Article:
Too often we rush to “call out” racism. But how much of that is ignorance? Ironically, by rushing in with the racist slur, we divide rather than unite. It’s easier to revert to labels than to understand the cause — Is the person worried about their job? Do they understand other cultures and religions? It’s an easy option to call it out and disengage with them. I believe people’s attitude can change when they are engaged and when they are exposed to people of different cultures. One in three people in Sydney speak a language other than English — diversity is the norm for our children. They are already engaged. The future is bright.

For now, playing the victim gives them power. It’s defeatist, an admission that attitudes can’t be changed. When I was a local government councillor in Fairfield, the residents claimed the authorities and police were “racist” by containing the drug problem in Cabramatta. The improvements in policing didn’t come from labelling the authorities racist. It came when we united and engaged and successfully lobbied for a NSW Parliamentary Inquiry into Cabramatta Police resources in 2000.

While I appreciate well-meaning people calling out racism in solidarity, sometimes we need to think twice. Stephen Fry quit twitter recently, disillusioned because that community has become “a stalking ground for the sanctimoniously self-righteous who love to second-guess, to leap to conclusions and be offended — worse, to be offended on behalf of others they do not even know”. The current US Presidential race is a case in point. Despite seemingly anti-Latino policies such as building a wall along the US-Mexico border, Donald Trump won the Latino vote in the Nevada caucus (admittedly the exit polling sample was low). Howard’s anti-asylum seekers policy were backed by the Vietnamese community leadership because they believed them to be economic refugees.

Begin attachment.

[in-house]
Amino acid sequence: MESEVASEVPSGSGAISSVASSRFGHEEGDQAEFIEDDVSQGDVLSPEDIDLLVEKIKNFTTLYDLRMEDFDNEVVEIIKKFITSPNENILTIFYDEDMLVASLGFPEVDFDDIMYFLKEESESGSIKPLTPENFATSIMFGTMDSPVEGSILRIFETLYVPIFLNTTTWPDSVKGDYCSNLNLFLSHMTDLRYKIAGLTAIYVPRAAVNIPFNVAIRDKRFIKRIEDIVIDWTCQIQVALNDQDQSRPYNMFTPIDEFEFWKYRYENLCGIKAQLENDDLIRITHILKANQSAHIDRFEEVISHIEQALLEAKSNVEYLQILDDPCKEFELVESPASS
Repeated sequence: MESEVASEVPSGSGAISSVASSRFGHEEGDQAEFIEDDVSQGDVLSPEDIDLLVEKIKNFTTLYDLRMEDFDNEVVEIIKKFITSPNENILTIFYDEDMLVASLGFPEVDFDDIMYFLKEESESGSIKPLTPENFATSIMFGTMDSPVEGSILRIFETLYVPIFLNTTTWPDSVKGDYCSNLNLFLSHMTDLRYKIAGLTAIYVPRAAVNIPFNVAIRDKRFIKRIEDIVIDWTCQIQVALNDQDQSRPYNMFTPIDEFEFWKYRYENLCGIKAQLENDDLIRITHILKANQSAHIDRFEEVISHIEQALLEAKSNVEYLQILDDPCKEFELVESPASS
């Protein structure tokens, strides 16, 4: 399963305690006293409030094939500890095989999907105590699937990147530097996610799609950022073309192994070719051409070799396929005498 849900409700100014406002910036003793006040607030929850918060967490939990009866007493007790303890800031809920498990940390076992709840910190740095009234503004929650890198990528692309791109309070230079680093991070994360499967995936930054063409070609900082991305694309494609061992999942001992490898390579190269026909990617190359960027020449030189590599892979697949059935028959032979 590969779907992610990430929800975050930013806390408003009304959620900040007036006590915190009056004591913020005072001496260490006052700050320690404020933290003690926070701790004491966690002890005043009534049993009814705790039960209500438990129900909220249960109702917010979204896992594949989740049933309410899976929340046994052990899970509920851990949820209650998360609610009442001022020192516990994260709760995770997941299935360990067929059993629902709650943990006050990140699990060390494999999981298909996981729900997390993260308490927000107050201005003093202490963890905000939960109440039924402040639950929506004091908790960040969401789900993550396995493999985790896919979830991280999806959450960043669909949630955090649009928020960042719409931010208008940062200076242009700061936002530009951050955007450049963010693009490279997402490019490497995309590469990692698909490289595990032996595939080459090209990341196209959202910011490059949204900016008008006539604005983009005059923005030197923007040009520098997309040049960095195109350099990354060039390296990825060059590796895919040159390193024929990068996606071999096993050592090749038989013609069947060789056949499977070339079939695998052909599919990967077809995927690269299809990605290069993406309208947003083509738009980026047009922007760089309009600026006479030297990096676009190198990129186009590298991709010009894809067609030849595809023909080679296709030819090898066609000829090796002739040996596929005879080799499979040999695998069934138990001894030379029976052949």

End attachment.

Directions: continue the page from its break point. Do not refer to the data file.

When we visit my family in Vietnam, my partner is a constant source of attention. The children run up to poke his belly, stretch his chest hair and rub his head. Fluent in Vietnamese he frequently overhears people remark how obese and clumsy he is.

Racism? Or ignorance?

Thang Ngo served as a local councillor in Fairfield for nine years (1999–2008). He is managing director of IDENTITY Communications, part of IPG Mediabrands, and publishes the noodlies food blog.

Originally published at on March 2, 2016.